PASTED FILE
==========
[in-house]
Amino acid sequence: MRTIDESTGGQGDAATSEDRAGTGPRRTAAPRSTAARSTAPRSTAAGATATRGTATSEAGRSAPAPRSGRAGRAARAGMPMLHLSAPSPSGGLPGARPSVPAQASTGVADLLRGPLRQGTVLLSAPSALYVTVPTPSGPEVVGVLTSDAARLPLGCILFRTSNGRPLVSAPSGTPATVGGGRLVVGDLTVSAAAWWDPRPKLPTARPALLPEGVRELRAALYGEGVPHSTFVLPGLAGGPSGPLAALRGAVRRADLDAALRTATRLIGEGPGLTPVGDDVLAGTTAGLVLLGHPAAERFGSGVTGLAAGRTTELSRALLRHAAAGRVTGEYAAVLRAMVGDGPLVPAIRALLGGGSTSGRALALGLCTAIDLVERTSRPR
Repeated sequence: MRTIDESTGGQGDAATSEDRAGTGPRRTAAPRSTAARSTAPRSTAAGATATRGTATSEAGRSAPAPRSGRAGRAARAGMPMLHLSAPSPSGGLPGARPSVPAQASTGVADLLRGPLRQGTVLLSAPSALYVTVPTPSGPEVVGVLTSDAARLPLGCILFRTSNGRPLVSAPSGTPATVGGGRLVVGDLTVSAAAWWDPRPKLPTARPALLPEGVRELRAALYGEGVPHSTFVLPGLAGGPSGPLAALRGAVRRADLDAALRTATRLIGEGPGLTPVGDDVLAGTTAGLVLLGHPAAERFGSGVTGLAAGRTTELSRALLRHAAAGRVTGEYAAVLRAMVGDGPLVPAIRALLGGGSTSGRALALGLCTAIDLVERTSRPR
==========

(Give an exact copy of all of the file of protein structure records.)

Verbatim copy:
[in-house]
Amino acid sequence: MRTIDESTGGQGDAATSEDRAGTGPRRTAAPRSTAARSTAPRSTAAGATATRGTATSEAGRSAPAPRSGRAGRAARAGMPMLHLSAPSPSGGLPGARPSVPAQASTGVADLLRGPLRQGTVLLSAPSALYVTVPTPSGPEVVGVLTSDAARLPLGCILFRTSNGRPLVSAPSGTPATVGGGRLVVGDLTVSAAAWWDPRPKLPTARPALLPEGVRELRAALYGEGVPHSTFVLPGLAGGPSGPLAALRGAVRRADLDAALRTATRLIGEGPGLTPVGDDVLAGTTAGLVLLGHPAAERFGSGVTGLAAGRTTELSRALLRHAAAGRVTGEYAAVLRAMVGDGPLVPAIRALLGGGSTSGRALALGLCTAIDLVERTSRPR
Repeated sequence: MRTIDESTGGQGDAATSEDRAGTGPRRTAAPRSTAARSTAPRSTAAGATATRGTATSEAGRSAPAPRSGRAGRAARAGMPMLHLSAPSPSGGLPGARPSVPAQASTGVADLLRGPLRQGTVLLSAPSALYVTVPTPSGPEVVGVLTSDAARLPLGCILFRTSNGRPLVSAPSGTPATVGGGRLVVGDLTVSAAAWWDPRPKLPTARPALLPEGVRELRAALYGEGVPHSTFVLPGLAGGPSGPLAALRGAVRRADLDAALRTATRLIGEGPGLTPVGDDVLAGTTAGLVLLGHPAAERFGSGVTGLAAGRTTELSRALLRHAAAGRVTGEYAAVLRAMVGDGPLVPAIRALLGGGSTSGRALALGLCTAIDLVERTSRPR